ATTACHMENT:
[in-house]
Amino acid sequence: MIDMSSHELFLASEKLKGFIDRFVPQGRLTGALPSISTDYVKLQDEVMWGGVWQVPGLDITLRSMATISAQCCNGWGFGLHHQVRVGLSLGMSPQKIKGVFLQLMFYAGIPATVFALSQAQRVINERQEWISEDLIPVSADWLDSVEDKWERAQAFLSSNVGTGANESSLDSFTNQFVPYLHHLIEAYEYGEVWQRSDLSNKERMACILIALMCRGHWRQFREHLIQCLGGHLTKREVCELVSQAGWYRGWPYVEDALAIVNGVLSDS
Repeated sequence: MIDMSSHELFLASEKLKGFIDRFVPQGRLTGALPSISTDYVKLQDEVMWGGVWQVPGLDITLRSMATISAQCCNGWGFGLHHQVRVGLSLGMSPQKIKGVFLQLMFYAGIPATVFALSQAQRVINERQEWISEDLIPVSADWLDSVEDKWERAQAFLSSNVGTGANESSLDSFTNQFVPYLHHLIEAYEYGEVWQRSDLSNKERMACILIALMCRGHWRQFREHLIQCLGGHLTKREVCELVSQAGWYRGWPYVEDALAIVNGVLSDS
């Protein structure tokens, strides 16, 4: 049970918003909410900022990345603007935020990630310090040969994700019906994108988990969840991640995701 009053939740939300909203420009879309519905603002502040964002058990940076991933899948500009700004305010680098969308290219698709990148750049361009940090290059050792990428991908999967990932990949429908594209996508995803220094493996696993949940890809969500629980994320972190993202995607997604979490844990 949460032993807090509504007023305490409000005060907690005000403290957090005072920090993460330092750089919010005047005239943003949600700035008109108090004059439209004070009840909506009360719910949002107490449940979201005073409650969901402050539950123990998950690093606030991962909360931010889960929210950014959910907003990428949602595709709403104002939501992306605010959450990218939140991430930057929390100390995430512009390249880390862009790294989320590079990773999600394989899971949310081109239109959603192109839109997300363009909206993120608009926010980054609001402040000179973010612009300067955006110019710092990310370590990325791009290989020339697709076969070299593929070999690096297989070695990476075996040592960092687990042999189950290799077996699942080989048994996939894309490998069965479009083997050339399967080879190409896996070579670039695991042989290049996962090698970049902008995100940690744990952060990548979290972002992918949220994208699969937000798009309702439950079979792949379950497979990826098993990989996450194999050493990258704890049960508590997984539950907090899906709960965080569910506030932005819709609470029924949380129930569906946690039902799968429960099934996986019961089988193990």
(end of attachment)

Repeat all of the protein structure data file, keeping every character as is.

[in-house]
Amino acid sequence: MIDMSSHELFLASEKLKGFIDRFVPQGRLTGALPSISTDYVKLQDEVMWGGVWQVPGLDITLRSMATISAQCCNGWGFGLHHQVRVGLSLGMSPQKIKGVFLQLMFYAGIPATVFALSQAQRVINERQEWISEDLIPVSADWLDSVEDKWERAQAFLSSNVGTGANESSLDSFTNQFVPYLHHLIEAYEYGEVWQRSDLSNKERMACILIALMCRGHWRQFREHLIQCLGGHLTKREVCELVSQAGWYRGWPYVEDALAIVNGVLSDS
Repeated sequence: MIDMSSHELFLASEKLKGFIDRFVPQGRLTGALPSISTDYVKLQDEVMWGGVWQVPGLDITLRSMATISAQCCNGWGFGLHHQVRVGLSLGMSPQKIKGVFLQLMFYAGIPATVFALSQAQRVINERQEWISEDLIPVSADWLDSVEDKWERAQAFLSSNVGTGANESSLDSFTNQFVPYLHHLIEAYEYGEVWQRSDLSNKERMACILIALMCRGHWRQFREHLIQCLGGHLTKREVCELVSQAGWYRGWPYVEDALAIVNGVLSDS
């Protein structure tokens, strides 16, 4: 049970918003909410900022990345603007935020990630310090040969994700019906994108988990969840991640995701 009053939740939300909203420009879309519905603002502040964002058990940076991933899948500009700004305010680098969308290219698709990148750049361009940090290059050792990428991908999967990932990949429908594209996508995803220094493996696993949940890809969500629980994320972190993202995607997604979490844990 949460032993807090509504007023305490409000005060907690005000403290957090005072920090993460330092750089919010005047005239943003949600700035008109108090004059439209004070009840909506009360719910949002107490449940979201005073409650969901402050539950123990998950690093606030991962909360931010889960929210950014959910907003990428949602595709709403104002939501992306605010959450990218939140991430930057929390100390995430512009390249880390862009790294989320590079990773999600394989899971949310081109239109959603192109839109997300363009909206993120608009926010980054609001402040000179973010612009300067955006110019710092990310370590990325791009290989020339697709076969070299593929070999690096297989070695990476075996040592960092687990042999189950290799077996699942080989048994996939894309490998069965479009083997050339399967080879190409896996070579670039695991042989290049996962090698970049902008995100940690744990952060990548979290972002992918949220994208699969937000798009309702439950079979792949379950497979990826098993990989996450194999050493990258704890049960508590997984539950907090899906709960965080569910506030932005819709609470029924949380129930569906946690039902799968429960099934996986019961089988193990």